Drevets  WC, Price  JL, Bardgett  ME, Reich  T, Todd  RD, Raichle  ME.  Glucose metabolism in the amygdala in depression: relationship to diagnostic subtype and plasma cortisol levels. Pharmacol Biochem Behav. 2002;71(3):431-447.
PubMed   |  Link to Article
Saxena  S, Brody  AL, Ho  ML, Zohrabi  N, Maidment  KM, Baxter  LR  Jr.  Differential brain metabolic predictors of response to paroxetine in obsessive-compulsive disorder versus major depression. Am J Psychiatry. 2003;160(3):522-532.
PubMed   |  Link to Article
Little  JT, Ketter  TA, Kimbrell  TA,  et al.  Bupropion and venlafaxine responders differ in pretreatment regional cerebral metabolism in unipolar depression. Biol Psychiatry. 2005;57(3):220-228.
PubMed   |  Link to Article
Milak  MS, Parsey  RV, Lee  L,  et al.  Pretreatment regional brain glucose uptake in the midbrain on PET may predict remission from a major depressive episode after three months of treatment. Psychiatry Res. 2009;173(1):63-70.
PubMed   |  Link to Article
First  MB, Spitzer  RL, Gibbon  M, Williams  JBW. Structured Clinical Interview for DSM-IV-TR Axis I Disorders, Research Version, Patient Edition With Psychotic Screen (SCID-I/P W/PSY SCREEN). New York: Biometrics Research, New York State Psychiatric Institute; 2002.
Dunlop  BW, Kelley  ME, Mletzko  TC, Velasquez  CM, Craighead  WE, Mayberg  HS.  Depression beliefs, treatment preference, and outcomes in a randomized trial for major depressive disorder. J Psychiatr Res. 2012;46(3):375-381.
PubMed   |  Link to Article
Hamilton  M.  A rating scale for depression. J Neurol Neurosurg Psychiatry. 1960;23:56-62.
PubMed   |  Link to Article
Rush  AJ, Trivedi  MH, Stewart  JW,  et al.  Combining Medications to Enhance Depression Outcomes (CO-MED): acute and long-term outcomes of a single-blind randomized study. Am J Psychiatry. 2011;168(7):689-701.
PubMed   |  Link to Article
Nierenberg  AA, Farabaugh  AH, Alpert  JE,  et al.  Timing of onset of antidepressant response with fluoxetine treatment. Am J Psychiatry. 2000;157(9):1423-1428.
PubMed   |  Link to Article
Phelps  ME, Huang  SC, Hoffman  EJ, Selin  C, Sokoloff  L, Kuhl  DE.  Tomographic measurement of local cerebral glucose metabolic rate in humans with (F-18)2-fluoro-2-deoxy-D-glucose: validation of method. Ann Neurol. 1979;6(5):371-388.
PubMed   |  Link to Article
Ashburner  J.  A fast diffeomorphic image registration algorithm. Neuroimage. 2007;38(1):95-113.
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Significance of right anterior insula activation for mental health intervention
Posted on June 26, 2013
Tegeler CH (1), Gerdes L (2), Lee SW (2), Shaltout H (1).
(1) Wake Forest School of Medicine, Winston-Salem, North Carolina. (2) Brain State Technologies LLC, Scottsdale, Arizona.
Conflict of Interest: Dr. Tegeler reports non-salary research funding from Brain State Technologies LLC in 2011, for a pilot clinical trial. Lee Gerdes and Dr. Lee are employees and shareholders of Brain State Technologies LLC. Dr. Shaltout reports no conflicts of interest.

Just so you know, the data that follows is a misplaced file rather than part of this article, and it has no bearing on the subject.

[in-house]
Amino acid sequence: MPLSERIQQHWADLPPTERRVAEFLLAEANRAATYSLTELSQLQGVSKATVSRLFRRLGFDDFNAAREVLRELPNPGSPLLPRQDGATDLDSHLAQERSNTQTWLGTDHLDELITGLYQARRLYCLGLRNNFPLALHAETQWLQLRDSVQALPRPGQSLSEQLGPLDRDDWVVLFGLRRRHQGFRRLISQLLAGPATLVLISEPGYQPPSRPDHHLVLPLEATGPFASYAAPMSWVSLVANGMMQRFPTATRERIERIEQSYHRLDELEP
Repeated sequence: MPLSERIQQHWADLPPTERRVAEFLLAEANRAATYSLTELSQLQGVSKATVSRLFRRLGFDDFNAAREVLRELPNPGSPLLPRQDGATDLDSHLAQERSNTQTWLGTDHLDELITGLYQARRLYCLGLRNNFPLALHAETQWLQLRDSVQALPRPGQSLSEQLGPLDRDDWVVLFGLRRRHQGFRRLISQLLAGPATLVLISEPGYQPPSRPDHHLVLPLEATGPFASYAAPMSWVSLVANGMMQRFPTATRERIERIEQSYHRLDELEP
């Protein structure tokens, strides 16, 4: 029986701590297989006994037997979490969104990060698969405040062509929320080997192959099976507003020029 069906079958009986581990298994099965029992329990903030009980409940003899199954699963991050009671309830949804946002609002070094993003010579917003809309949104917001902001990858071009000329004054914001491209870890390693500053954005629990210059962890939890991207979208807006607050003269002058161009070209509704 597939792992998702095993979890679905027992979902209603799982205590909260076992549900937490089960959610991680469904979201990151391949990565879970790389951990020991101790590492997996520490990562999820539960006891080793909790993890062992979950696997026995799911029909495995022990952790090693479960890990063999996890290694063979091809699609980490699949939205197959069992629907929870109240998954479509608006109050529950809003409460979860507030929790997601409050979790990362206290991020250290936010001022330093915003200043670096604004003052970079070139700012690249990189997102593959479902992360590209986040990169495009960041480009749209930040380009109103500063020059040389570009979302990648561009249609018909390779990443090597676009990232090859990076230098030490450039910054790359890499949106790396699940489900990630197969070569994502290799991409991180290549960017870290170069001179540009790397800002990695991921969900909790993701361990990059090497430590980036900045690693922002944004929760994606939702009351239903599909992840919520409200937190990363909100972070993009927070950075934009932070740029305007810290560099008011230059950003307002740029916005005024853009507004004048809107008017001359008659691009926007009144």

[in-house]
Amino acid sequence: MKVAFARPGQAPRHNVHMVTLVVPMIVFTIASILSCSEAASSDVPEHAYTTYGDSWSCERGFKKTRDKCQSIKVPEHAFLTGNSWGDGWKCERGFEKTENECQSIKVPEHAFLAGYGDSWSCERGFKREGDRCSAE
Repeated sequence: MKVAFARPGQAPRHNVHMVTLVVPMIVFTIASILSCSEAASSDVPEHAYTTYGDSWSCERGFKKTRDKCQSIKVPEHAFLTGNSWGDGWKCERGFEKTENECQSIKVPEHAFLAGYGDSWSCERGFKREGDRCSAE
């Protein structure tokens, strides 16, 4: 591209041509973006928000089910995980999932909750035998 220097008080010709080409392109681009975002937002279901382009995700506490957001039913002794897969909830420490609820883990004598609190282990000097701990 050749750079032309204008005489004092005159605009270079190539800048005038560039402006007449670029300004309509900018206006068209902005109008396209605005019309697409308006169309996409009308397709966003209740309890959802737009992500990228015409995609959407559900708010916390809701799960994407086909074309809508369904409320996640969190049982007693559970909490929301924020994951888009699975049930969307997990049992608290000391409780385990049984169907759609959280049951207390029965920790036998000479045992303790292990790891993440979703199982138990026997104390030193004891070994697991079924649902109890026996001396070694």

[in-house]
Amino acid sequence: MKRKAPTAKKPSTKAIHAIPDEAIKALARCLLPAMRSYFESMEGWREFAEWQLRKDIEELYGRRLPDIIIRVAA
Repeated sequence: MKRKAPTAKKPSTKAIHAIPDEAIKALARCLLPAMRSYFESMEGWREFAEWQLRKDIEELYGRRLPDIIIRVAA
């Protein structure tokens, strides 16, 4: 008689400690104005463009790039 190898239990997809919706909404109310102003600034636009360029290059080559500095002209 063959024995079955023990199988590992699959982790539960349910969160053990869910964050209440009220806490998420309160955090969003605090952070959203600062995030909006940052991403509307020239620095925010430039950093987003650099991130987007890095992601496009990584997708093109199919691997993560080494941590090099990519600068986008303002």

We applaud McGrath and colleagues (2013) for exploring the use of brain state as a way to predict differential outcomes from either psychotherapy or medication as treatment for depression. Hypometabolism in the right anterior insula correlated with symptom reduction through cognitive behavioral therapy, whereas hypermetabolism in the right anterior insula correlated with symptom reduction through escitalopram. In their discussion the authors pointed out roles of the anterior insula for interoception, self-awareness, and cognitive control. We wish to highlight additionally that the insulae are loci for lateralized management of autonomic functioning. In particular the right anterior insula regulates sympathetic activity, and the left insula appears to be responsible for parasympathetic activation (Craig 2005; Cechetto et al., 2009; Beissner et al, 2013). Thus it may be that depressed individuals with greater right anterior insular activity have higher sympathetic arousal and are relatively impaired in their capacity to successfully apply cognitive-behavioral strategies. These individuals may preferentially benefit from anti-depressant medications, which can have effects on autonomic tone (Chang et al., 2012). In our own work we have found that hemispheric lateralization of autonomic management may be discerned through surface electroencephalic recordings, with clinical implications. We recently reported on a relationship between heart rate variability and high frequency temporal lobe electroencephalic asymmetry calculated from two-channel, one-minute recordings. Rightward temporal asymmetry correlated with higher heart rate and lower standard deviation of the RR interval (Tegeler et al. 2013). Furthermore in a clinical trial for individuals with insomnia and depressive symptoms we found a trend for auto-calibration of right dominant high frequency temporal activity towards greater symmetry to correlate with insomnia symptom reduction (Gerdes et al., 2013). We are thus excited that data from PET and surface electroencephalic recordings may be converging on a unitary conclusion about the role of lateralized activity in temporal lobe-region structures, for mental health intervention.Beissner F, Meissner K, Bar KJ, and Napadow V. (2013). The autonomic brain: an activation likelihood estimation meta-analysis for central processing of autonomic function. J Neurosci. 33(25): 10503-11.Cechetto DF and Shoemaker JK. (2009). Functional neuroanatomy of autonomic regulation. Neuroimage. 47(3): 795-803.Chang JS, Ha K, Yoon IY, Yoo CS, Yi SH, Her JY, Ha TH, and Park T. (2012). Patterns of cardiorespiratory coordination in young women with recurrent major depressive disorder treated with escitalopram or venlafaxine. Prog Neuropsychopharmacol Biol Psychiatry. 39(1): 136-42.Craig AD. (2005). Forebrain emotional asymmetry: a neuroanatomical basis? Trends Cogn Sci. 9(12): 566-71.Gerdes L, Gerdes P, Lee SW, and Tegeler C. (2013). HIRREM: a non-invasive, allostatic methodology for relaxation and auto-calibration of neural oscillations. Brain Behav. 3(2): 193-205.McGrath CL, Kelley ME, Holtzheimer PE, Dunlop BW, Craighead WE, Franco AR, Craddock RC, and Mayberg HS. (2013). Towards a neuroimaging treatment selection biomarker for major depressive disorder. JAMA Psychiatry. Jun 12: 1-9.Tegeler CH, Lee S, Tegeler C, and Shaltout H. (2013). Correlation between temporal lobe EEG asymmetry and heart rate variability. Neurology. Feb 12, 2013; 80 (Meeting abstracts 1): P03:031.